President Howard W. Hunter said: "I think if we are not careful..., we may begin to try to counterfeit the true influence of the spirit by unworthy and manipulative means. I get concerned when it appears that strong emotion or free-flowing tears are equated with the presence of the spirit. Certainly the spirit of the lord can bring strong emotional feelings, including tears, but that outward manifestation ought not to be confused with the presence of the spirit itself." I have found that as I am bearing testimony to members and investigators my tone and actions promote an attitude of;"FEEL IT! FEEL IT!!!! C'MON FEEL THE SPIRIT!!!" I think sometimes we try to force the spirit when we should rather feel or recognize the spirit. sometimes in the church we will even designate times, events, and places that we will "feel" the spirit. (ie: the women's pull on trek) We forget that after we have received the gift of the Holy Ghost we have the influence of the Holy Ghost with us AT ALL TIMES. So as long as we are worthily striving to be righteous we are "feeling the spirit"and have the Holy Ghost to be with us to guide us and help us. we can even look at nephi for an example. he said as he went into Laban's house for the 3rd time, "I was led by the spirit, not knowing beforehand the things which i should do." I think its interesting that he's not saying:"I felt a strong prompting to do this..." but he's saying something more like:"to be honest, I had no clue what to do so I just tried something knowing that i had the spirit with me.." And so I have learned that when you do anything, as long as it is a worthy endeavor, you have the spirit. I would get frustrated sometimes because i was trying so hard to "FEEL IT!!!" and should have just realized that it's here, don't worry, you've got it. In the words of one of my favorite punk rock bands :"maybe were just trying to hard, and really its closer than it is too far" The spirit is guiding our lives more than we realize, we feel it more than we think we do, hes a lot closer than he is too far.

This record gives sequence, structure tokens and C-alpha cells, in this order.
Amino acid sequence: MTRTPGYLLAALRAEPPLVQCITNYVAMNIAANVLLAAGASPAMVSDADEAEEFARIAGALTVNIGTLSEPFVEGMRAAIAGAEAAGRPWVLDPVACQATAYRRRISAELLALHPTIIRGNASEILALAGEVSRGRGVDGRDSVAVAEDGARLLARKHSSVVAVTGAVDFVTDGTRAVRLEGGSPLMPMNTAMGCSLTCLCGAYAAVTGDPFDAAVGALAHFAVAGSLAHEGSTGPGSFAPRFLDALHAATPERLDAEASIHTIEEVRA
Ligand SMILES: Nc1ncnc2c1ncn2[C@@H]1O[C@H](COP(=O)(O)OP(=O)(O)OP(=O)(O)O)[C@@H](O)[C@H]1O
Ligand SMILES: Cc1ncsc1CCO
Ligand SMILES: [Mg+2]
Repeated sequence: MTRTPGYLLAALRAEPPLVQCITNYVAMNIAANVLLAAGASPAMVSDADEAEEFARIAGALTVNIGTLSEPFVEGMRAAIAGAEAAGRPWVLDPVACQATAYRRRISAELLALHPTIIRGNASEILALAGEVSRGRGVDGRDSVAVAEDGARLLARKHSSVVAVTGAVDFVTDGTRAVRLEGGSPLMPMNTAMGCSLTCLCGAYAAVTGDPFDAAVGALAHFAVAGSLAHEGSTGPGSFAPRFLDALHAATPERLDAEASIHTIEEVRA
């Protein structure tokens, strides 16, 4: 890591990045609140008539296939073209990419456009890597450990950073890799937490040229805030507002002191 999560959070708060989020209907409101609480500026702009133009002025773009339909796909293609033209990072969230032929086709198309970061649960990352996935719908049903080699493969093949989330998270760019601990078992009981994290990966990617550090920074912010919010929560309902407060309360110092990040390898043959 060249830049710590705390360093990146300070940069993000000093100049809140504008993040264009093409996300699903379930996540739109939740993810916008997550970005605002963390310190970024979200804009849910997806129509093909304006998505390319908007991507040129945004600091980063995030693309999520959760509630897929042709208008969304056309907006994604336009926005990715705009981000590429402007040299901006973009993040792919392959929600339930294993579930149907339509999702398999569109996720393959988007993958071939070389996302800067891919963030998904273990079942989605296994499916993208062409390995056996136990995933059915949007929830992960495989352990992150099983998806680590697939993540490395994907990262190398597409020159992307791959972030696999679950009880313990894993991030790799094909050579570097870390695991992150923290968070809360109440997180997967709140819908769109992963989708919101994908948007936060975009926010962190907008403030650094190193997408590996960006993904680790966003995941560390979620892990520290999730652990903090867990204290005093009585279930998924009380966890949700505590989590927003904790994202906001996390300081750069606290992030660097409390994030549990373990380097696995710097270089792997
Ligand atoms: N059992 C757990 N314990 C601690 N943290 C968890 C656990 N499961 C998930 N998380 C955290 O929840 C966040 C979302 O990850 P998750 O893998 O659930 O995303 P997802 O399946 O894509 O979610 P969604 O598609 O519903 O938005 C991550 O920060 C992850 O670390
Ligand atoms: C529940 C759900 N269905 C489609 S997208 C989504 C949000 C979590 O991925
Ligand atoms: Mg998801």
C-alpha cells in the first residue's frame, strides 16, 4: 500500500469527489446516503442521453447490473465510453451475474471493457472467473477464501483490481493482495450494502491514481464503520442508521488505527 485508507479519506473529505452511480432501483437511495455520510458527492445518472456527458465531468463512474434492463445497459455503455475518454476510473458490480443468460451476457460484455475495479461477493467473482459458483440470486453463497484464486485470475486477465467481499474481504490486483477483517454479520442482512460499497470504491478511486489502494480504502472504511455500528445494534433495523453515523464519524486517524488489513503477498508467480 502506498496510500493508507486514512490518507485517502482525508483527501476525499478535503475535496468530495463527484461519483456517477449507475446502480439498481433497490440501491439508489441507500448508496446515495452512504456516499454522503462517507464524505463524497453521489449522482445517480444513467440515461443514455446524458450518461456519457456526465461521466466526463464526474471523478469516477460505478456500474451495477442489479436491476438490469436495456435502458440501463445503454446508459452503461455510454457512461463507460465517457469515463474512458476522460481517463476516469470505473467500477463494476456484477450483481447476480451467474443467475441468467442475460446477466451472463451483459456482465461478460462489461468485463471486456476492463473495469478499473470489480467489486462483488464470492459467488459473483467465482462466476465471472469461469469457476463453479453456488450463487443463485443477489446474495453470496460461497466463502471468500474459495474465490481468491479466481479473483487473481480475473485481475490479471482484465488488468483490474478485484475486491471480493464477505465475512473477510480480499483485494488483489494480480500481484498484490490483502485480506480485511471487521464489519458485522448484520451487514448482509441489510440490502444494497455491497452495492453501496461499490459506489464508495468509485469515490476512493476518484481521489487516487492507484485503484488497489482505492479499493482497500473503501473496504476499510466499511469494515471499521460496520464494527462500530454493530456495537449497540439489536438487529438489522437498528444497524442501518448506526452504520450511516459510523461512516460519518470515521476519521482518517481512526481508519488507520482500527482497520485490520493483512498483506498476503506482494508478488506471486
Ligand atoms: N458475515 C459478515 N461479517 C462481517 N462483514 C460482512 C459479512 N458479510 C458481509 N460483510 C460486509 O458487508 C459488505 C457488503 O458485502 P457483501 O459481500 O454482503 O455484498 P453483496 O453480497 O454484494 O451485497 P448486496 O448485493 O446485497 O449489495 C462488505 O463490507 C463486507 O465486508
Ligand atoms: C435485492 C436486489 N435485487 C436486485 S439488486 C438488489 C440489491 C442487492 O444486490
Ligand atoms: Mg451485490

I found a Coca-Cola can in a little provision shop that was entirely in Arabic. I asked the lady if I could see it, then I took a picture of it. I think she was kinda mad at me because I made her get it down from her shelf (they wont let you into their provision shops otherwise I would have done it for her) and I didn't buy it. Oh well...

While I'm thinking about it I can say hello how are you in 8 different languages now. Hausa, Arabic (whatever dialect the Muslims around here speak), Twi, Gha, Ewe, Spanish, French, and Ebo (Nigerian language).

James I hope you had a ton of fun playing with grandma and brother Carrier this past weekend while Alexa was at Nutcracker and Josh was racing in Arizona. I love you a ton my man!

Alexa thank you so much for the pictures that you sent me! That so cool that Nutcracker went well for you! I love you a ton keep having a blast in Junior High!

Josh keep your chin up, look at all the cool things that happened this past XC season and build on it and prepare for track and next year!

I love you guys!

Love Elder Peters

No comments:

Post a Comment